One of Guyana’s top table tennis coaches has recently upped his knowledge about the coaching aspect of the game.
Idi Lewis, a former Caribbean men’s singles bronze medal winner turned coach has successfully completed the International Coaching Enrichment Certificate Programme (ICECP) run by the United States Olympic Committee (USOC) in partnership with the University of Delaware and the International Olympic Committee (IOC).
Lewis was selected to participate in the course by the Guyana Table Tennis Association (GTTA) and the Guyana Olympic Association (GOA) through Olympic Solidarity.
The scholarship-based coaching education programme, which commenced September 29 last year and ended April 28 this year, was open to national coaches from around the world.
“The mission of the USOC and University of Delaware’s (UD) International Coaching Enrichment Certificate Programme (ICECP) is to provide national level coaches and those responsible for the development of the sport’s national coaching structure in their countries with a practical programme orientated towards developing proficiency in the technical, theoretical, conceptual, managerial and ethical aspects of coaching at all levels of competition,” read a statement from the organisers of the programme.
Lewis has enjoyed strong success as a coach since he stopped playing competitively and two of his charges Chelsea Edghill and Shemar Britton are among the most promising young players in Guyana a fact the GTTA took into consideration as the focus of the ICECP programme, which is to train the participants to develop athletes, fitted in with the objectives of the GTTA and the GOA. Lewis said that the course was also geared towards providing the participants with the skills and competency needed to train coaches back home.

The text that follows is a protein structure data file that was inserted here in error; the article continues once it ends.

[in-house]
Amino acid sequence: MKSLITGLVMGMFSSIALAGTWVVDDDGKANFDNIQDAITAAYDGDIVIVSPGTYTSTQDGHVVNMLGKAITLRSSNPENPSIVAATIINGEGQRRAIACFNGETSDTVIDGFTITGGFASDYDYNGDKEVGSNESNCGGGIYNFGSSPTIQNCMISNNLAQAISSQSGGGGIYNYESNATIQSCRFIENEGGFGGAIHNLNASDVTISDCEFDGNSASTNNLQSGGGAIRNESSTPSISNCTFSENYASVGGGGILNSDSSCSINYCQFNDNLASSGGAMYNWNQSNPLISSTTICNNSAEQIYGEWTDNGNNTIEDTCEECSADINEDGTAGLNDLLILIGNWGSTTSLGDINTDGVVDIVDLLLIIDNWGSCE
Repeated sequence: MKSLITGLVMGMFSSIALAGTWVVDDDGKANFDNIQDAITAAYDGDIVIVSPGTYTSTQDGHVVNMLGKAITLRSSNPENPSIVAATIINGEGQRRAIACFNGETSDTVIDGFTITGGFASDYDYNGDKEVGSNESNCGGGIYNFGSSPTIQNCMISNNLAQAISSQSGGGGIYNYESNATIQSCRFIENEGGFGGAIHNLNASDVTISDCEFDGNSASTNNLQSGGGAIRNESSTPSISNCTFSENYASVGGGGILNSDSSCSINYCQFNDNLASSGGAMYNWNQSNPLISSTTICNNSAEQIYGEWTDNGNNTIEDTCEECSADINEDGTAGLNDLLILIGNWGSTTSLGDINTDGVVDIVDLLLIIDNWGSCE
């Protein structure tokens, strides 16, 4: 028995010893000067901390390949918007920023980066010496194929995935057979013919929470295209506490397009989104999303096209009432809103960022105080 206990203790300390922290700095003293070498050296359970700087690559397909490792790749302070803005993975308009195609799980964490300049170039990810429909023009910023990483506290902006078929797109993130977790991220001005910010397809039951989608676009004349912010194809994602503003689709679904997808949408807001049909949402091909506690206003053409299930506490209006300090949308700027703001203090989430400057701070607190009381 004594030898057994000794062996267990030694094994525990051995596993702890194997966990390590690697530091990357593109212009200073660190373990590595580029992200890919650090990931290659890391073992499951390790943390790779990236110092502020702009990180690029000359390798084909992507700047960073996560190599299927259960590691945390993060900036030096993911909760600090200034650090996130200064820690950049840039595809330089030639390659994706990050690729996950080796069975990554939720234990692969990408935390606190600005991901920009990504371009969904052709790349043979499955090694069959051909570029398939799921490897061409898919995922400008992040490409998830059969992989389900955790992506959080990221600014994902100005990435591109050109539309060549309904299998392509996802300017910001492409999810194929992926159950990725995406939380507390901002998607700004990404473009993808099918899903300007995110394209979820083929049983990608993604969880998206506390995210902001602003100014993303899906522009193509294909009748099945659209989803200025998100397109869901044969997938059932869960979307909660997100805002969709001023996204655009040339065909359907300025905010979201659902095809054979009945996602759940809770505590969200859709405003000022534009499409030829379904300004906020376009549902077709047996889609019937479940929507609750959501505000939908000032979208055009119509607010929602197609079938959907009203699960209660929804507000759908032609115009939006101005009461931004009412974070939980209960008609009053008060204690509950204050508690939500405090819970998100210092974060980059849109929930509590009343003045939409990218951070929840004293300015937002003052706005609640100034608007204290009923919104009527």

The programme, he said consisted of modules, the first module was held at the University of Delaware last year and lasted some two weeks.
That module entailed lectures, projects, guest speakers, presentations by the participants, group discussions, field trips and project planning.
The second module, which lasted one week, took place immediately following the first module and included an apprenticeship of Lewis’s specific sport and a continuation of the course curriculum taught at the U.S. Olympic Training Center.
The third module saw the participants continuing the development of the participant’s personal project and of the coaching education programme through practical application of coaching methodologies taught by the USOC’s Sport Performance Services division and other experts.
The final four days of that module was dedicated to the coaching of the participants on their projects by their tutors and included a presentation by the participants of their proposed projects. The fourth module. From which Lewis recently returned, took place at the IOC Headquarters and the Olympic Museum in Lausanne.
“The course was very enlightening. What I found was a lot of stuff I already knew from the standpoint of being a player. All in all the course was very informative and very enlightening,” Lewis told Stabroek Sport upon his return.
“We covered a lot of sports science, psychology, marketing and the long term athletes’ development during the overall course,” said Lewis a former Caribbean junior boys’ champion. He added that there were lots of interaction with the tutors and the lecturers.
“There were a series of presentations all sports related some were done in groups and some individually,” said Lewis.
Lewis said he was grateful to Arron Fraser of Wartsila and the Wartsila Company, Dr. Duncan of Computer World, Godfrey Munroe president of the GTTA, KA. Juman Yassin of the GOA, Malteenoes Sports Club and other officials of the GTTA.
“First and foremost I would like to thank God for without him none of this would have been possible. Also my family for their continued support throughout my entire career,” said Lewis.
The successful candidates were awarded a certificate from the University of Delaware and the U.S. Olympic Committee.